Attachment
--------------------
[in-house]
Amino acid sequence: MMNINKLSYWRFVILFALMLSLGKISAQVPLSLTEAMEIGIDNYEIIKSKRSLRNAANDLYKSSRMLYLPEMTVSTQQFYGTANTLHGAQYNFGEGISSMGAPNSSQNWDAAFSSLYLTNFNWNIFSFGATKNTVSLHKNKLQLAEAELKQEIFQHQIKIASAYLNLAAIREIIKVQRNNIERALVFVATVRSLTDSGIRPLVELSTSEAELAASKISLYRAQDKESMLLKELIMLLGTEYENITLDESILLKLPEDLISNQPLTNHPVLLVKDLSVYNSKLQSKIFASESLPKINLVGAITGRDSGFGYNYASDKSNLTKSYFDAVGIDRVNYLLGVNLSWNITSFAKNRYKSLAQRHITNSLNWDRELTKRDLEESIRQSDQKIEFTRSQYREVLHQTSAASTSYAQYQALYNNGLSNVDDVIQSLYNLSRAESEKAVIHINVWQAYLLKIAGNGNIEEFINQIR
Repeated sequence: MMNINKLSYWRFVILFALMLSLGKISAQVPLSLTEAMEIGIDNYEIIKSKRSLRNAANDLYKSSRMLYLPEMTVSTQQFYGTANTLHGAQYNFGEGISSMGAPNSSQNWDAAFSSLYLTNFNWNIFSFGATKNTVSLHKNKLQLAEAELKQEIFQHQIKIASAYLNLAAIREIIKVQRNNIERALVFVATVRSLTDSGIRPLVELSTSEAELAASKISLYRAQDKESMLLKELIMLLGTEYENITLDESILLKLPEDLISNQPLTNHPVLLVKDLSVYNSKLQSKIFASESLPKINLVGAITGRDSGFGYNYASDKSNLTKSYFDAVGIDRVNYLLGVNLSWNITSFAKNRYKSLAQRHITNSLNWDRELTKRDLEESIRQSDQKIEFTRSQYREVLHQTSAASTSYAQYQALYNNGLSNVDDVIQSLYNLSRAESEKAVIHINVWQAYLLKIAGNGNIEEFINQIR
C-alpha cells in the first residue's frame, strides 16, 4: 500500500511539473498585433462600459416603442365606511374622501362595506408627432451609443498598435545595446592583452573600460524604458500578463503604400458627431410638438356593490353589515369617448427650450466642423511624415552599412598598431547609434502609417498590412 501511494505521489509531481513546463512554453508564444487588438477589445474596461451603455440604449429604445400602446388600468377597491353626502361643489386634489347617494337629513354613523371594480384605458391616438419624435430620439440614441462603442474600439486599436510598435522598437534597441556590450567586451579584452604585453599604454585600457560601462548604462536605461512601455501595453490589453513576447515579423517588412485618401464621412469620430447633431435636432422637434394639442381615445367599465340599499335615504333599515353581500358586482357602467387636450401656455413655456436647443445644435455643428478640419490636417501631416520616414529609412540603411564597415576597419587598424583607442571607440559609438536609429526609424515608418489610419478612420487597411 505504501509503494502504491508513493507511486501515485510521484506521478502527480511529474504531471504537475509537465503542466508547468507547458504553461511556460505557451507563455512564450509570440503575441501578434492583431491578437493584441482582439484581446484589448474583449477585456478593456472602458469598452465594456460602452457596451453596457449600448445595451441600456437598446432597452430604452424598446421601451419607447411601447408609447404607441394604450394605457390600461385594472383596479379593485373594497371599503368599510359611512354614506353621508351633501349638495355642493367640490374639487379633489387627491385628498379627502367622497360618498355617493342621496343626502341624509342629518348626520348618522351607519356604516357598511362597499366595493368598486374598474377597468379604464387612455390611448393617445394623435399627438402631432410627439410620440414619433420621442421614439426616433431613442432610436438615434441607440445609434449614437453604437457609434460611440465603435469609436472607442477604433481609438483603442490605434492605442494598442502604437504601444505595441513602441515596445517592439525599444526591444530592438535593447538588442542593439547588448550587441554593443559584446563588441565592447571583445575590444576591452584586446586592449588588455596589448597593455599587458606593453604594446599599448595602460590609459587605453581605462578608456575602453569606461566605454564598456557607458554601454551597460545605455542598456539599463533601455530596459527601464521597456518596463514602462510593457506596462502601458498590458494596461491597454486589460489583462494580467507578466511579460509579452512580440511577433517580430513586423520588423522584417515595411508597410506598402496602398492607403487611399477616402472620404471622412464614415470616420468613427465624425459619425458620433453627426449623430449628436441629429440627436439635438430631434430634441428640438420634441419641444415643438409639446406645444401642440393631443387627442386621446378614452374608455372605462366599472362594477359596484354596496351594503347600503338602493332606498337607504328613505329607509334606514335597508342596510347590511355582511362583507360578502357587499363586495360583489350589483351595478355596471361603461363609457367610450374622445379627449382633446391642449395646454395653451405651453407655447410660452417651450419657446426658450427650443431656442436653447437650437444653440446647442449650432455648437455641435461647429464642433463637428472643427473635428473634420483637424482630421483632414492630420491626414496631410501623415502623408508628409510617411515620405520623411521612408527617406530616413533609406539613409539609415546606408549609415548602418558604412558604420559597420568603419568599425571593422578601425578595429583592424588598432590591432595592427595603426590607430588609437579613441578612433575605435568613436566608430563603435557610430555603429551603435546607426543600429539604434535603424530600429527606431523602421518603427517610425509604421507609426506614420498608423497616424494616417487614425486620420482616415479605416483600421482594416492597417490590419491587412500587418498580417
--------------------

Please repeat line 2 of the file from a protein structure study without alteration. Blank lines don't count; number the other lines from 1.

Amino acid sequence: MMNINKLSYWRFVILFALMLSLGKISAQVPLSLTEAMEIGIDNYEIIKSKRSLRNAANDLYKSSRMLYLPEMTVSTQQFYGTANTLHGAQYNFGEGISSMGAPNSSQNWDAAFSSLYLTNFNWNIFSFGATKNTVSLHKNKLQLAEAELKQEIFQHQIKIASAYLNLAAIREIIKVQRNNIERALVFVATVRSLTDSGIRPLVELSTSEAELAASKISLYRAQDKESMLLKELIMLLGTEYENITLDESILLKLPEDLISNQPLTNHPVLLVKDLSVYNSKLQSKIFASESLPKINLVGAITGRDSGFGYNYASDKSNLTKSYFDAVGIDRVNYLLGVNLSWNITSFAKNRYKSLAQRHITNSLNWDRELTKRDLEESIRQSDQKIEFTRSQYREVLHQTSAASTSYAQYQALYNNGLSNVDDVIQSLYNLSRAESEKAVIHINVWQAYLLKIAGNGNIEEFINQIR